When in danger: do I shoot or not?

In light of recent high profile criminal trials, commissions of enquiry and the inundation of crime and police television shows, the public at large can be forgiven for its general view that ‘self defence’ is an accepted mechanism to ensure your safety. In our society where crime statistics for violent crimes are alarmingly high, it is important that you understand the principles behind the legal term “private defence” – more appropriate, as it is not limited to only the defence of oneself - and when you may or may not shoot.

When aggressive force has been directed against another person, a court will decide whether a crime has been committed by taking into account the following elements of the crime:

  • Conduct – the presence or absence of a specific human act.
  • Causal link – whether the conduct can be linked to the accused.
  • Unlawfulness – whether the act can be justified or not.
  • Culpability – whether the conduct was intentional or negligent, and whether the accused was able to distinguish between right and wrong at the time.

Private defence is indeed one of the defences which can be raised to justify conduct that would otherwise be unlawful. However, this defence is not a ‘one-size-fits-all’ defence and it must also be asked whether the level of force was reasonable or unreasonable under the circumstances.

Imagine the following two basic scenarios:

  1. Mr A is walking down a busy pavement when he is approached by Mr B who demands his wallet. Mr B does not appear to have a weapon, but is an intimidating character. Mr A pulls out a gun and shoots Mr B in the chest, killing him.
  2. Mr A wakes up to find Mr B in his bedroom aggressively pointing a gun in the direction of Mr A and his wife, with his finger on the trigger. Mr A pulls a gun out from under his pillow and shoots Mr B, killing him.

At the trial of Mr A (in both scenarios), he pleads private defence as grounds for what he regards as the lawful killing of Mr B. Before such a defence is accepted, a court will consider the circumstances surrounding Mr A’s conduct and apply the ‘reasonable man test’ by asking “what would a reasonable man placed in the same situation do?” The factors which a court will then examine are the following:

  • Whether an unlawful attack had taken place or was about to.
  • Against whom or what the attack was directed, and whether it was a person or property worth protecting.
  • Whether force was necessary to protect the person or property that was threatened, or whether alternative options existed to avert the threat.
  • Whether the force was directed against the attacker.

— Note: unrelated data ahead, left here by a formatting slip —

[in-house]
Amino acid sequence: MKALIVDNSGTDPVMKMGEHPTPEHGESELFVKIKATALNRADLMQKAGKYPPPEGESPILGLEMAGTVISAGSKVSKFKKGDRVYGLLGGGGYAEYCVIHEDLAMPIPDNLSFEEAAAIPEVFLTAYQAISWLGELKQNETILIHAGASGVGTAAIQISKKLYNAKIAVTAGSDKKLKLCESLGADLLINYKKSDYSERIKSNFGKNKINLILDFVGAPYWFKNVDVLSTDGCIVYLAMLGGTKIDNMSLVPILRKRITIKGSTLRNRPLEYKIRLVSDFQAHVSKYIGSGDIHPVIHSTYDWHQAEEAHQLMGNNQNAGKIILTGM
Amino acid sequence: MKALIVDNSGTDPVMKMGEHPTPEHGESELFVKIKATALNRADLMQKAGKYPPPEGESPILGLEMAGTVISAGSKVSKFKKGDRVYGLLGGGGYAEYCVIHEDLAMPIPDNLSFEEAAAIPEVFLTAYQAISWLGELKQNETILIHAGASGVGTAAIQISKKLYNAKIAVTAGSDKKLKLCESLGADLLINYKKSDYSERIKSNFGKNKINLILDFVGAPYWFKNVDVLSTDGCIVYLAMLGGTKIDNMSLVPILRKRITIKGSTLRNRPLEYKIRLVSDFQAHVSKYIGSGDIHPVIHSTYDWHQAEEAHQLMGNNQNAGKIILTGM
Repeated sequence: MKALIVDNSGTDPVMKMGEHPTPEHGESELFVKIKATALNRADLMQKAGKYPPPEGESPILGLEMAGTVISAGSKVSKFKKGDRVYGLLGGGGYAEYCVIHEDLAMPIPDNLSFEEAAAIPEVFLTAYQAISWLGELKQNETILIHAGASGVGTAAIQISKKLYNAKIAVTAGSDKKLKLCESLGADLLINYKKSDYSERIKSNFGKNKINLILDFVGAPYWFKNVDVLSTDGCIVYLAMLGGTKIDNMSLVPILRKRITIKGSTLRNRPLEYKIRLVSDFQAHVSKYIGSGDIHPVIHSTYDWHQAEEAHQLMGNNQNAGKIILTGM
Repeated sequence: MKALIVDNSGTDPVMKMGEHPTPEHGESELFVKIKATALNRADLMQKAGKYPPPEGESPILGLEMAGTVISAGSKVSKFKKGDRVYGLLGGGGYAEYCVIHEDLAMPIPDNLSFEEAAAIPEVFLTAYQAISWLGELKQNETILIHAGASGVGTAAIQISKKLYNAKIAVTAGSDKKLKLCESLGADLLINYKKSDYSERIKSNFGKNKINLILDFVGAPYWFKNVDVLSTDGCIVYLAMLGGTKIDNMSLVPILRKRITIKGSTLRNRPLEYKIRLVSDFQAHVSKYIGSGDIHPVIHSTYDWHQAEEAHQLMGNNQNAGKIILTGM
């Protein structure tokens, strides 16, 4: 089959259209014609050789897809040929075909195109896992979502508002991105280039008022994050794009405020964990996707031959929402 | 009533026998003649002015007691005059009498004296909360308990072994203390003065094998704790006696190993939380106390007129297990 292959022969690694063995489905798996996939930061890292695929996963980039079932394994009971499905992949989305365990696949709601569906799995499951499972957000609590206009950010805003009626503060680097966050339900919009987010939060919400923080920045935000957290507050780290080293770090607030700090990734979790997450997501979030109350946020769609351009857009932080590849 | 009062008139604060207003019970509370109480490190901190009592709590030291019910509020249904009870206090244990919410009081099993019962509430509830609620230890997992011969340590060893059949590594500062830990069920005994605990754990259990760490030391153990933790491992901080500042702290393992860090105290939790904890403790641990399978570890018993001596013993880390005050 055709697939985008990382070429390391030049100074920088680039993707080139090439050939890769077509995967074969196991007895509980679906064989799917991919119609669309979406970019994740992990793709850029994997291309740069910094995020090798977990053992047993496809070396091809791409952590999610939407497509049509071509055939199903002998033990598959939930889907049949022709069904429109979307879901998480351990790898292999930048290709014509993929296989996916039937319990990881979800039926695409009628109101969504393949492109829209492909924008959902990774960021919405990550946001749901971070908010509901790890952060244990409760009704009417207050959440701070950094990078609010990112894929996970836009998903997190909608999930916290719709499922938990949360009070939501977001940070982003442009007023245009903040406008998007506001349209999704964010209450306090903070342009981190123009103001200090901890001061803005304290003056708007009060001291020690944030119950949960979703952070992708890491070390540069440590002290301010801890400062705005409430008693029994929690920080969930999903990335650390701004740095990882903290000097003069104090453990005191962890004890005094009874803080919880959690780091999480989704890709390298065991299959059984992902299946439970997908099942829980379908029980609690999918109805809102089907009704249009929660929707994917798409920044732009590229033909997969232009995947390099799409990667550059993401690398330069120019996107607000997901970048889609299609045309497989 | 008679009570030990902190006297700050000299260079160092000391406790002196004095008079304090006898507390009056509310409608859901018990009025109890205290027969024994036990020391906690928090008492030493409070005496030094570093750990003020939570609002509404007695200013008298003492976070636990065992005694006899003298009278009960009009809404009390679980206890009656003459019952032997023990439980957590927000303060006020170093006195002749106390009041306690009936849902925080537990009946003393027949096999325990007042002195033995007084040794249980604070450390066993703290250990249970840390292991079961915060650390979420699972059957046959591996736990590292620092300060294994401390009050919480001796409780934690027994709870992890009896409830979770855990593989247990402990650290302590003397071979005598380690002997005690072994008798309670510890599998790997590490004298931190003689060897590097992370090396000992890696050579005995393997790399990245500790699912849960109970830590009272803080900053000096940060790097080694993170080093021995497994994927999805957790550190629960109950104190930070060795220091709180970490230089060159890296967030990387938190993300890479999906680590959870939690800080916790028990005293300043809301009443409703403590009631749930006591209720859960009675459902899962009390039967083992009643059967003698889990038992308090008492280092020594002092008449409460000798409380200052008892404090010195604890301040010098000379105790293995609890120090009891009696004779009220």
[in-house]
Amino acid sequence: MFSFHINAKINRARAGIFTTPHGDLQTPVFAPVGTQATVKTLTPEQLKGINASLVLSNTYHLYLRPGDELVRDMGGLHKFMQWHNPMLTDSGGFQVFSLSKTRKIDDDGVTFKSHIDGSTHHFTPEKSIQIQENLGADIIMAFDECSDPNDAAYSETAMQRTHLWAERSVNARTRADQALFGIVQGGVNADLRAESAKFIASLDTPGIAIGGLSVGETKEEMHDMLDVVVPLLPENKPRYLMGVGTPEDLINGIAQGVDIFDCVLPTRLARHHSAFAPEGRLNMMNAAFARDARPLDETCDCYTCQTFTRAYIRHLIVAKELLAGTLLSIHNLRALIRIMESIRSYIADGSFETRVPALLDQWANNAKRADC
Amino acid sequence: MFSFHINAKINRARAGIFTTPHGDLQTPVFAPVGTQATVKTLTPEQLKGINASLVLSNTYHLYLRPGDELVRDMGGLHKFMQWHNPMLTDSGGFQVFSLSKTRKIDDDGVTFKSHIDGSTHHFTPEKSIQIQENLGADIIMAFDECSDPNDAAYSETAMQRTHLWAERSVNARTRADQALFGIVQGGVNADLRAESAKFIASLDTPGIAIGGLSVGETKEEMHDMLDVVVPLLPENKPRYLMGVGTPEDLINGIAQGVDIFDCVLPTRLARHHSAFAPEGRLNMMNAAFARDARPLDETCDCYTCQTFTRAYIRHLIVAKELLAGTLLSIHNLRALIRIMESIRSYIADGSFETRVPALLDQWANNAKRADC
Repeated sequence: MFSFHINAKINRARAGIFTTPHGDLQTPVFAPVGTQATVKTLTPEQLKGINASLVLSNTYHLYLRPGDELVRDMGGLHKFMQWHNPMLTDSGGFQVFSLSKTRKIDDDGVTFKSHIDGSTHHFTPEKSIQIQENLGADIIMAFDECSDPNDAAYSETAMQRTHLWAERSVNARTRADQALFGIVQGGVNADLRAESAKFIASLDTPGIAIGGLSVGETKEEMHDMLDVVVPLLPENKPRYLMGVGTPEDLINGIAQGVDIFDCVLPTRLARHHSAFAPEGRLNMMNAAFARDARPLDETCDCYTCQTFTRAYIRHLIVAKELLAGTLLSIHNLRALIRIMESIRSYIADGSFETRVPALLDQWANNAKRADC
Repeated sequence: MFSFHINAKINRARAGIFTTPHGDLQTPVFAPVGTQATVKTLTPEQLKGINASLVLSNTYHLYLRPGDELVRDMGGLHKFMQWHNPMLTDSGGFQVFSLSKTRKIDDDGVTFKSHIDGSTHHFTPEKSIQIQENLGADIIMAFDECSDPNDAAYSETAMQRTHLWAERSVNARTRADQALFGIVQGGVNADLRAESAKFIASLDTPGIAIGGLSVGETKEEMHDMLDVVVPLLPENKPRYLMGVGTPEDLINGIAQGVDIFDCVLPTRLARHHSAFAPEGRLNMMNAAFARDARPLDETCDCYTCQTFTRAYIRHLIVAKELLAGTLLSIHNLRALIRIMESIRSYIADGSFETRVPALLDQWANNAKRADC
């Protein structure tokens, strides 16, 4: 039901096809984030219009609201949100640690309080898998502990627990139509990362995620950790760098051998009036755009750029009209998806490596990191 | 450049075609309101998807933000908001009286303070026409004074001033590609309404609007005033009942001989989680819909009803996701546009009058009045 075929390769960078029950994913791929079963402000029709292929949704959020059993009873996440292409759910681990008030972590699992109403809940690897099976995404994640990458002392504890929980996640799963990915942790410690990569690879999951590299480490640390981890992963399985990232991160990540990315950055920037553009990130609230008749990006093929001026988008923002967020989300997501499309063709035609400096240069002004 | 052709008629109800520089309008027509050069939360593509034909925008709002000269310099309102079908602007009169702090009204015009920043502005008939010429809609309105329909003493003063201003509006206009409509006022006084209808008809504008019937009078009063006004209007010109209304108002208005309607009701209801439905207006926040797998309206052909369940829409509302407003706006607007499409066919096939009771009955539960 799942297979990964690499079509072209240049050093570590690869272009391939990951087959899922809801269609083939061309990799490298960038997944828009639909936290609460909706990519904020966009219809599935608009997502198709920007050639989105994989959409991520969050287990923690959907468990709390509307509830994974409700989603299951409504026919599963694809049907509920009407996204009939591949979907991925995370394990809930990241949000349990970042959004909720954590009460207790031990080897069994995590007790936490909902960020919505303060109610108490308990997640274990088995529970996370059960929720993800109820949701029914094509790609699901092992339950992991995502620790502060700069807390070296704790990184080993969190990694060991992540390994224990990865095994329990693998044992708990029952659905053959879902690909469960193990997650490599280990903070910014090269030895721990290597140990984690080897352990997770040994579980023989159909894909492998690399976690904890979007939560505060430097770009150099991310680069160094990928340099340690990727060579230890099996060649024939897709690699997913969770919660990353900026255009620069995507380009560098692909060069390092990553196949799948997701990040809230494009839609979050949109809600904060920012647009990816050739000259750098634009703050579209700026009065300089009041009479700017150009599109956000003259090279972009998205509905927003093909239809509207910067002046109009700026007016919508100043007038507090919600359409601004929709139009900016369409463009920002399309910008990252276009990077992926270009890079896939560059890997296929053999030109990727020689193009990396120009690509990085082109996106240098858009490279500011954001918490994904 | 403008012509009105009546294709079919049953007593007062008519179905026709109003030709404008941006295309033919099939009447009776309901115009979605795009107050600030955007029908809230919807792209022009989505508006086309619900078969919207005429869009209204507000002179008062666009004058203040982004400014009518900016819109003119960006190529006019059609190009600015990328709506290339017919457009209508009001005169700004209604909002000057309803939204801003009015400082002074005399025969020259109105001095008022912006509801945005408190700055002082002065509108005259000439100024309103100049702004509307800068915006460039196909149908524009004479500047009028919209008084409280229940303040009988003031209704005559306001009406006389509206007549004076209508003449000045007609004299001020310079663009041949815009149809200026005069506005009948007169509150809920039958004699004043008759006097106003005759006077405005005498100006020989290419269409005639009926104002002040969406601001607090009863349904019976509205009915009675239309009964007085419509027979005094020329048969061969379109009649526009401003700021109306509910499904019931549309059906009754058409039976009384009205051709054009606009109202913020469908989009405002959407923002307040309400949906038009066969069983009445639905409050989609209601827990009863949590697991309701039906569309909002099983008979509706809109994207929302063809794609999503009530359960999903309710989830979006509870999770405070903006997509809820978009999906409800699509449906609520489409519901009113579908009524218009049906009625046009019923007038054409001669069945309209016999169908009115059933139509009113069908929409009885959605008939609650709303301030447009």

• Whether the force was proportional to the threat.

Taking account of these factors, it is quite likely that a court would find that in the first scenario, an unlawful attack could be perceived as having been imminent against Mr A and his property, and that his life and property was worthy of protection. However, a court would probably find that a reasonable man in the same situation as Mr A would consider the killing of Mr B to be unreasonable, as alternative options and/or lesser force could have been applied with the same result. For instance, as the attack occurred on a busy pavement, a reasonable man could shout for help, run away, or as a last resort, pull out his gun and warn the perceived attacker to back off. Additionally, a reasonable man may also be held to be aware that a shot to the chest has a far greater likelihood of fatality than a warning shot or shot to, for example, a foot. In this scenario, the probability indicates that the force exerted by Mr A was not proportional to the unlawful attack by Mr B and Mr A’s conduct would not be considered justified.

In the second scenario, an unlawful attack would also be perceived as having been imminent against Mr A and his wife’s life, which would be worthy of protection through the direction of force against the attacker. The court would in all probability also find that a reasonable man in the same situation would assess that there were limited opportunities for escape, that it would be highly unlikely that he could disarm or overpower Mr B without risking their safety, and if action was not taken immediately, he and his wife might be in a potentially fatal situation. Accordingly, as a last resort Mr A directed the only force which would be effective in such a situation, namely to fire on the attacker with the intent to disable him. In these circumstances a court would most probably find that the force directed at Mr B was proportional and justifiable under the circumstances.

It is vitally important to remember that consequences flow from all actions and that the use of force should never be considered or taken lightly. Where no other option is reasonably available, force may be applied against an attacker. The circumstances behind each case however is unique, and one cannot compare one decision to exert force to a decision in another set of circumstances. Likewise, what may or may not be a justifiable defence will always need to be approached with circumspection. Anger or fear alone must never be used to justify the exertion of force, and the question of “to shoot or not to shoot” can only be answered with “do I have any other option?”

September 11, 2014
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